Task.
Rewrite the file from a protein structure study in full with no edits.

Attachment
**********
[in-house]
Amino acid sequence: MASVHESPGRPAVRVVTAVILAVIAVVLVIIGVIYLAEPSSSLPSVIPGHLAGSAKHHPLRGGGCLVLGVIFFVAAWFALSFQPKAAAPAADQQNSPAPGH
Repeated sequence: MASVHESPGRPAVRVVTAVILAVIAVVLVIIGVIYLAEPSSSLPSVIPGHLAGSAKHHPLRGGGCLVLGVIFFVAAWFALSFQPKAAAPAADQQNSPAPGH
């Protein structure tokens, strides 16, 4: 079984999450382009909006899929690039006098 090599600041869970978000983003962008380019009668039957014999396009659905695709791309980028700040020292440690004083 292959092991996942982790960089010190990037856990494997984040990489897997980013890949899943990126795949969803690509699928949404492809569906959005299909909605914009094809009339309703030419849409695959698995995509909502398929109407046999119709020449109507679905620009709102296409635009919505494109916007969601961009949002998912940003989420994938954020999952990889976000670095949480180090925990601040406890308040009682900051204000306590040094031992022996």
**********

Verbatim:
[in-house]
Amino acid sequence: MASVHESPGRPAVRVVTAVILAVIAVVLVIIGVIYLAEPSSSLPSVIPGHLAGSAKHHPLRGGGCLVLGVIFFVAAWFALSFQPKAAAPAADQQNSPAPGH
Repeated sequence: MASVHESPGRPAVRVVTAVILAVIAVVLVIIGVIYLAEPSSSLPSVIPGHLAGSAKHHPLRGGGCLVLGVIFFVAAWFALSFQPKAAAPAADQQNSPAPGH
């Protein structure tokens, strides 16, 4: 079984999450382009909006899929690039006098 090599600041869970978000983003962008380019009668039957014999396009659905695709791309980028700040020292440690004083 292959092991996942982790960089010190990037856990494997984040990489897997980013890949899943990126795949969803690509699928949404492809569906959005299909909605914009094809009339309703030419849409695959698995995509909502398929109407046999119709020449109507679905620009709102296409635009919505494109916007969601961009949002998912940003989420994938954020999952990889976000670095949480180090925990601040406890308040009682900051204000306590040094031992022996």